Student activists are calling on the college to assume a greater role in combatting sexual violence on campus. In an open letter delivered to the administration and the Board of Trustees this morning, members of Pards Against Sexual Assault (PASA) demanded that the college create a comprehensive strategic plan around goals presented in the letter and “lead the initiative…to foster a safer and more inclusive campus community.”
The timing of the letter was due in part to the @anti.violence.laf Instagram account, which rose to prominence over the summer and provided an anonymous forum for survivors to share their experiences online. Many of the posts expressed concerns about the way individual cases were handled by the administration, and additionally identified systemic issues in both the handling of sexual misconduct cases and the treatment of survivors.
The letter also comes amidst the ongoing search to replace president Alison Byerly, who will be stepping down at the end of her contract in June. This transition provides an opportunity to significantly shape the direction of the college’s policy going forward, a fact which is not lost on the letter’s authors.
Divided into short-term and long-term goals, the letter hones in on specific and immediate actions for the college to take in addition to changes that may take several years to enact. It also includes special emphasis on two key demands: transparency, and the expansion of the Office of Educational Equity (OEE).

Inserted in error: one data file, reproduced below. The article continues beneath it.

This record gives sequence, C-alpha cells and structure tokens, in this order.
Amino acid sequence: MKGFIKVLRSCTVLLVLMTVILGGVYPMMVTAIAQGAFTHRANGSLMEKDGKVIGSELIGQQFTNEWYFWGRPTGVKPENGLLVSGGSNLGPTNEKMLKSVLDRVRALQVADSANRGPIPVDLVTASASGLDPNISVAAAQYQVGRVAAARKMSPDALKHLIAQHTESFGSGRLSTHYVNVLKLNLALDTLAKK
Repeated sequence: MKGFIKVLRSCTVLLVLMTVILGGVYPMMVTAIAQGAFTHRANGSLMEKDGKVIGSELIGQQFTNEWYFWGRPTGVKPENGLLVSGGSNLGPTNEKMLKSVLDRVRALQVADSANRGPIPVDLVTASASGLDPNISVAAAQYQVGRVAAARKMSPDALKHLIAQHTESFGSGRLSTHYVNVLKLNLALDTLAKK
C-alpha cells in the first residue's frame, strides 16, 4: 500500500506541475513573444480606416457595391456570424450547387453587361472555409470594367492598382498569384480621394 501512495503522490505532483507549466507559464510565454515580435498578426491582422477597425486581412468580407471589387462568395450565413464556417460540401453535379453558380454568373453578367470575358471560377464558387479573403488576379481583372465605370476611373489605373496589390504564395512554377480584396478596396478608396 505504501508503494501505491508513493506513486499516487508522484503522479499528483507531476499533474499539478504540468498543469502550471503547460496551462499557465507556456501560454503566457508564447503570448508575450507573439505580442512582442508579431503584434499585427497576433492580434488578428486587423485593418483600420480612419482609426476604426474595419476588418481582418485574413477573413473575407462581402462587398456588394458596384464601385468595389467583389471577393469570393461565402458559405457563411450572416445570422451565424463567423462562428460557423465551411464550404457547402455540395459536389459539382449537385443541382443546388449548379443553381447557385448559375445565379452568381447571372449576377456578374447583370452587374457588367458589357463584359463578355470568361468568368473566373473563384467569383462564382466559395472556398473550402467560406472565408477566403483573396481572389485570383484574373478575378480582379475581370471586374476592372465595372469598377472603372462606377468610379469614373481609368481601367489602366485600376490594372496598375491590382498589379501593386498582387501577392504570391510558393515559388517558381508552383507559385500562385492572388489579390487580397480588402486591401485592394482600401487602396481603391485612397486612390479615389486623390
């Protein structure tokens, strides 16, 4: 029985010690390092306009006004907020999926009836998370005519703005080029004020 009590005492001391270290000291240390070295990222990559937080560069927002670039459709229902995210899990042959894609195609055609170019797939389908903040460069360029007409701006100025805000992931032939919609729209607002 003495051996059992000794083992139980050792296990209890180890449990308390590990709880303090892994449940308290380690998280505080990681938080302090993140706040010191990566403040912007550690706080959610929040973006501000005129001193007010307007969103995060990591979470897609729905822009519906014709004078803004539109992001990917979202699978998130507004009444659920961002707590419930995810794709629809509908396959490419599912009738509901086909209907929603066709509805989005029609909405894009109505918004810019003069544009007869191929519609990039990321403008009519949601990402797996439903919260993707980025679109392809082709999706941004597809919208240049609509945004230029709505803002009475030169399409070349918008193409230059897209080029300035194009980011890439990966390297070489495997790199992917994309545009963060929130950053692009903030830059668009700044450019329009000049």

“A lot of frustration just comes from the fact that when policy is presented to students, it’s not very digestible,” PASA co-president Ella Goodwin ‘21 said. “It just comes down to putting the information out there in a way that students can actually understand it. Right now, I don’t think that resource is out there.”
While the authors proffered specific goals for the school, the overarching theme of the letter is to move the onus of combatting sexual assault and advocacy for survivors away from student groups like PASA and OneLove, a group which advocates for victims of relationship abuse, and onto the administration. Expanding the OEE, the letter reads, will play a crucial role in achieving these goals.